You can watch Kanye West’s speech in full when the BET Honors show airs February 23.

And check out Popdust's compilation of Kanye West's Best, Worst, Most Kanye-esque Moments—ranked in order of greatness.....

oj simpson rob kardashian hid evidence

It's been 20 years since OJ Simpson was acquitted of killing Nicole Brown and her friend Ron Goldman, but the families of the victims will never forget it.

In a new interview with MailOnline, Ron's father Fred Goldman, 73, is still convinced not only of OJ's guilt, but of the part Robert Kardashian played in it.

The People v OJ Simpson Trailer—Gloriously Camp TV Coming Your Way Soon

According to Fred, Robert, a trusted confidante and member of OJ's legal team, took evidence away from the scene of the crime in a suitcase that has never been discovered.

Robert, the father of Kim, Khloe, Kourtney and Rob Kardashian, died of esophageal cancer in 2003.

Conspiracy Theory Thursday—Khloe Kardashian’s Real Dad Is OJ

Refusing to call the former athlete by his name, Fred merely refers to him as "the killer".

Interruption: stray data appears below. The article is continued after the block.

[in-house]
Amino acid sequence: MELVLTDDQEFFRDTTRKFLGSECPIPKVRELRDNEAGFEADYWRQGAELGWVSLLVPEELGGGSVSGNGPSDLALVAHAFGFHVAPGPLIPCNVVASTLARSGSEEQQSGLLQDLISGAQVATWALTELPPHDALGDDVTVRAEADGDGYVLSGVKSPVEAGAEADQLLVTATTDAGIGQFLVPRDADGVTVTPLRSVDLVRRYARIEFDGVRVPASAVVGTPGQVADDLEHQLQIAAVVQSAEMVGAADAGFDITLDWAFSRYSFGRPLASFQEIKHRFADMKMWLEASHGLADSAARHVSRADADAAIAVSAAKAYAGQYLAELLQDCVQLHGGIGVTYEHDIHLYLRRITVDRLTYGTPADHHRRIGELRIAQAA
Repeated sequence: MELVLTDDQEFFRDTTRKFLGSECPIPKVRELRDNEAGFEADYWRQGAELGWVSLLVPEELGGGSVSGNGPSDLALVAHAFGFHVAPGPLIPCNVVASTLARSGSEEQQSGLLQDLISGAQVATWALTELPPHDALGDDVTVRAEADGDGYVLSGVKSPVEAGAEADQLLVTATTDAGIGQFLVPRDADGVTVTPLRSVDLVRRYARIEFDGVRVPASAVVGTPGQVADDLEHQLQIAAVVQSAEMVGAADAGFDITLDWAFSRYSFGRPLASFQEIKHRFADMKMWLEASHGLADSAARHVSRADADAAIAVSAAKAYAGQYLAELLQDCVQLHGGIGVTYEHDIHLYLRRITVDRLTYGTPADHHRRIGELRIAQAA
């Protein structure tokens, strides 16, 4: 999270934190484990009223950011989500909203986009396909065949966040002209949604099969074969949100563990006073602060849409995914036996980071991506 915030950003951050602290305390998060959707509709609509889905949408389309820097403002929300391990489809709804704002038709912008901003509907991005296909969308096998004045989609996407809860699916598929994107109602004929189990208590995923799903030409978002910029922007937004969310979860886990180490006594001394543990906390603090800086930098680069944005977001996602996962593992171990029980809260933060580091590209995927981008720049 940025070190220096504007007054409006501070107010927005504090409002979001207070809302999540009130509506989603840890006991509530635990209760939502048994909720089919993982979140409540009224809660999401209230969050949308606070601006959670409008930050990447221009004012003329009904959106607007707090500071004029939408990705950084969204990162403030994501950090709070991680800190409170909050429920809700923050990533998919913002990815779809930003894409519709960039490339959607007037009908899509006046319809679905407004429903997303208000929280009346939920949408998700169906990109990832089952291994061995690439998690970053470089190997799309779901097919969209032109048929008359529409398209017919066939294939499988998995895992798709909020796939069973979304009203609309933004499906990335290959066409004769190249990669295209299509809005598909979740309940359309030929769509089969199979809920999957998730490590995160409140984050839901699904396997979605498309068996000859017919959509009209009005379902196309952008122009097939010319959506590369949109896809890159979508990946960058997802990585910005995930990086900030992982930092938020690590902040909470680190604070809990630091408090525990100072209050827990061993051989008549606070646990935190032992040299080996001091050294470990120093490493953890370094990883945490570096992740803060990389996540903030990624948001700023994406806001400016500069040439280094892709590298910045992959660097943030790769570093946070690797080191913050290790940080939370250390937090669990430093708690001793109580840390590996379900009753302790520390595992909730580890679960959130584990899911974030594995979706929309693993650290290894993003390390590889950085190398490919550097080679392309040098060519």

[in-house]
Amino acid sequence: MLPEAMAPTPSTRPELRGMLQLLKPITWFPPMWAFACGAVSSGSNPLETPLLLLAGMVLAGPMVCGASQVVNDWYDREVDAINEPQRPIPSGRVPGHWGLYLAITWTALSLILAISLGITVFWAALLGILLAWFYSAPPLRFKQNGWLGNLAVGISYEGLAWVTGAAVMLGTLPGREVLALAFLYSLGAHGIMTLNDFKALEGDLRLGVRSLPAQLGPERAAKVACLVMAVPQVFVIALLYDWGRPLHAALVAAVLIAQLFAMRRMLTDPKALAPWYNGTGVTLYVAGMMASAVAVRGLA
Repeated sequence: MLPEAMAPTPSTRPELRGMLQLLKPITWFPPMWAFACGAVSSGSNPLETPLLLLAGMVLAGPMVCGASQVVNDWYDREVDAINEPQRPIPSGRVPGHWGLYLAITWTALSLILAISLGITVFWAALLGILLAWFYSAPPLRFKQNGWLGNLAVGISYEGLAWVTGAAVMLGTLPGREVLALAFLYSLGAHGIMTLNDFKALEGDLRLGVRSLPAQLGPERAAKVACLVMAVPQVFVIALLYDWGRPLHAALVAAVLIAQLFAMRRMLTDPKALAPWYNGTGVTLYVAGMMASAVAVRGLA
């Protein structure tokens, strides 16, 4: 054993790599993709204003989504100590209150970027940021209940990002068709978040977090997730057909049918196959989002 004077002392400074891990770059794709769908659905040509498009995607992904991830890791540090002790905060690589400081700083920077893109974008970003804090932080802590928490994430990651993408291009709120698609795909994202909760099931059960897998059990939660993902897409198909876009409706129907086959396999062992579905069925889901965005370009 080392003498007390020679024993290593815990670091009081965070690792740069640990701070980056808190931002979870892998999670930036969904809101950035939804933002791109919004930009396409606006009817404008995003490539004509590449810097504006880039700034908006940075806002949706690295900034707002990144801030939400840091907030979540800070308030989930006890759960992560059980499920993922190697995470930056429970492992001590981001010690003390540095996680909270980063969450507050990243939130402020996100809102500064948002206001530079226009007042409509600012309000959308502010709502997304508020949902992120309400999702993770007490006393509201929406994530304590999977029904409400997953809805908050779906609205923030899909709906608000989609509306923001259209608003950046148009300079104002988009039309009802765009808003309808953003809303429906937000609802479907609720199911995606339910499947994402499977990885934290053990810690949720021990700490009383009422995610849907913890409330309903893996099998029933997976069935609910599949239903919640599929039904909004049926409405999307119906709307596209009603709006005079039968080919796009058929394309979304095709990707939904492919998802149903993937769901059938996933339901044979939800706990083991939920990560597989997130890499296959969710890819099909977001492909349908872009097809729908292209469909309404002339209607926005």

"That evidence would have convicted ‘the killer,’" Fred said. "Yes, it's 20 years later and it's never any different. Whether it's two days, two months or now twenty years later, nothing has changed. It's the same loss, the same feeling that there is a missing piece in our family and it's just as intense as the day he died. It is still devastating. Honestly, any family who has gone through this nightmare, understands. I still cry about my son and anything can trigger this emotion.  It may be just a thought, a memory, a conversation, just a word or if someone reminded me of him."

Fred explains the reason Ron was even at Nicole's home that night was to return her glasses.

Kanye West Thinks OJ Simpson Is ‘Amazing’

He doesn't believe they were dating, and thinks the trial was particularly fraught because of the bad feeling at the time between the Black community and the LAPD.

"The prosecution did an admiral job but the courtroom was free-for-all because of Judge Ito. A lot of things were done that were foolish!  The gloves... how can you try on gloves that were soaked in blood, they were brittle and you want someone to put them on over latex gloves? What are you contaminating? That should've never happened."

To read more from Fred, click here.